Effects of dietary fumonisin B1-containing culture material, deoxynivalenol-contaminated wheat, or their combination on growing barrows

Roger B. Harvey From USDA-ARS, Food Animal Protection Research Laboratory, 2881 F&B Rd, College Station, TX 77845 (Harvey, Edrington, Kubena, Elissalde); Veterinary Diagnostic Laboratory, North Dakota State University, Fargo, ND 58105 (Casper); and Veterinary Medical Diagnostic Laboratory, College of Veterinary Medicine, University of Missouri, Columbia, MO 65211 (Rottinghaus, Turk).

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Thomas S. Edrington From USDA-ARS, Food Animal Protection Research Laboratory, 2881 F&B Rd, College Station, TX 77845 (Harvey, Edrington, Kubena, Elissalde); Veterinary Diagnostic Laboratory, North Dakota State University, Fargo, ND 58105 (Casper); and Veterinary Medical Diagnostic Laboratory, College of Veterinary Medicine, University of Missouri, Columbia, MO 65211 (Rottinghaus, Turk).

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Leon F. Kubena From USDA-ARS, Food Animal Protection Research Laboratory, 2881 F&B Rd, College Station, TX 77845 (Harvey, Edrington, Kubena, Elissalde); Veterinary Diagnostic Laboratory, North Dakota State University, Fargo, ND 58105 (Casper); and Veterinary Medical Diagnostic Laboratory, College of Veterinary Medicine, University of Missouri, Columbia, MO 65211 (Rottinghaus, Turk).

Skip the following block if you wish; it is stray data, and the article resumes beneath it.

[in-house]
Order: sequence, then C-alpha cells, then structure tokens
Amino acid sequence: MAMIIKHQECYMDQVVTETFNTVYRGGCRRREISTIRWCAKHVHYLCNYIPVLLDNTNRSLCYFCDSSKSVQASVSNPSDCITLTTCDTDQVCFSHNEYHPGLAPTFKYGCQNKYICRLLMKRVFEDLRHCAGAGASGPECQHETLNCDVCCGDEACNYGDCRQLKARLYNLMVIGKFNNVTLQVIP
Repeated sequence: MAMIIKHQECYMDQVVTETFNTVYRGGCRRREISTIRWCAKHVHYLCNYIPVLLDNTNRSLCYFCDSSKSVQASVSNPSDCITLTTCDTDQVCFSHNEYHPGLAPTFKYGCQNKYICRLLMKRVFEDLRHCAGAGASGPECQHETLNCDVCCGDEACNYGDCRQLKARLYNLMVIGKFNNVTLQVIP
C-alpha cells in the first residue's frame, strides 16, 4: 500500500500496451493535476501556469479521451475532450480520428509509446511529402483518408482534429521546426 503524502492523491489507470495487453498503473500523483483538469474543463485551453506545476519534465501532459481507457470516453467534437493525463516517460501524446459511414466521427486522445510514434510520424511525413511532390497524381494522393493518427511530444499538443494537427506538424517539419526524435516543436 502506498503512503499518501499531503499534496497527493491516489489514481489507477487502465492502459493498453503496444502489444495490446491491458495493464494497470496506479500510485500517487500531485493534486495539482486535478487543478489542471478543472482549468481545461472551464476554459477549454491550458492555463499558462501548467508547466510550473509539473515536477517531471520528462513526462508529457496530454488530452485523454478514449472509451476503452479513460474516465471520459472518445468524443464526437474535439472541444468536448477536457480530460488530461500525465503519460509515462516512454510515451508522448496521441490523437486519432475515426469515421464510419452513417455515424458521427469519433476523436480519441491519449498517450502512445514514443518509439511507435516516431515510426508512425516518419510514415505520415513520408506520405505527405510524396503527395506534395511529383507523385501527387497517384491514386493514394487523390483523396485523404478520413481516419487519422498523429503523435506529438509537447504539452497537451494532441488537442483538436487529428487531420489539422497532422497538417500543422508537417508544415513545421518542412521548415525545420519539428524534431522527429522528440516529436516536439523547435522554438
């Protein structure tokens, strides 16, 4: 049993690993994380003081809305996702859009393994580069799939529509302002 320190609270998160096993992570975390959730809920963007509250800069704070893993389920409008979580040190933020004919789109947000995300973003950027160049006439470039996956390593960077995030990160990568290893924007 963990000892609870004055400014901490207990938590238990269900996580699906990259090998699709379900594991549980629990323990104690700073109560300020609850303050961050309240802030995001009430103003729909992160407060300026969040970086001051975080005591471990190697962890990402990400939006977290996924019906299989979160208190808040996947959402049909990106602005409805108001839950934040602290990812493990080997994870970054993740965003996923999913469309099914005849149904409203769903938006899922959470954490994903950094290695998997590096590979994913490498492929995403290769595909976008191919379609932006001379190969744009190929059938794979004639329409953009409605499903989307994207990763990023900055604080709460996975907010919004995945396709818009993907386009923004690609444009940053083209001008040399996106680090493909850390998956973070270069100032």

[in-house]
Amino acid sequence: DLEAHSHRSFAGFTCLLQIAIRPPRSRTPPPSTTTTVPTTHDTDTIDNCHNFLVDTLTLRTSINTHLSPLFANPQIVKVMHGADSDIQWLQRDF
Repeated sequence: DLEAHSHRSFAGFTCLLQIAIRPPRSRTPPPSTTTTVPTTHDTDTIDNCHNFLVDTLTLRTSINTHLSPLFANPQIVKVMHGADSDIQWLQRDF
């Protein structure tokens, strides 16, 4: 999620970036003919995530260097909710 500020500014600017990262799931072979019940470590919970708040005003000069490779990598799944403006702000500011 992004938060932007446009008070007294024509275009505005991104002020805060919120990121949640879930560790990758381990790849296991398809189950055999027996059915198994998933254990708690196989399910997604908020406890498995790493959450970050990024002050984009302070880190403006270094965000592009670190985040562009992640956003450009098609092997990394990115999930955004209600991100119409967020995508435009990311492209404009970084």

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Marcel H. Elissalde From USDA-ARS, Food Animal Protection Research Laboratory, 2881 F&B Rd, College Station, TX 77845 (Harvey, Edrington, Kubena, Elissalde); Veterinary Diagnostic Laboratory, North Dakota State University, Fargo, ND 58105 (Casper); and Veterinary Medical Diagnostic Laboratory, College of Veterinary Medicine, University of Missouri, Columbia, MO 65211 (Rottinghaus, Turk).

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Howard H. Casper From USDA-ARS, Food Animal Protection Research Laboratory, 2881 F&B Rd, College Station, TX 77845 (Harvey, Edrington, Kubena, Elissalde); Veterinary Diagnostic Laboratory, North Dakota State University, Fargo, ND 58105 (Casper); and Veterinary Medical Diagnostic Laboratory, College of Veterinary Medicine, University of Missouri, Columbia, MO 65211 (Rottinghaus, Turk).

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George E. Rottinghaus From USDA-ARS, Food Animal Protection Research Laboratory, 2881 F&B Rd, College Station, TX 77845 (Harvey, Edrington, Kubena, Elissalde); Veterinary Diagnostic Laboratory, North Dakota State University, Fargo, ND 58105 (Casper); and Veterinary Medical Diagnostic Laboratory, College of Veterinary Medicine, University of Missouri, Columbia, MO 65211 (Rottinghaus, Turk).

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James R. Turk From USDA-ARS, Food Animal Protection Research Laboratory, 2881 F&B Rd, College Station, TX 77845 (Harvey, Edrington, Kubena, Elissalde); Veterinary Diagnostic Laboratory, North Dakota State University, Fargo, ND 58105 (Casper); and Veterinary Medical Diagnostic Laboratory, College of Veterinary Medicine, University of Missouri, Columbia, MO 65211 (Rottinghaus, Turk).

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Abstract

Objective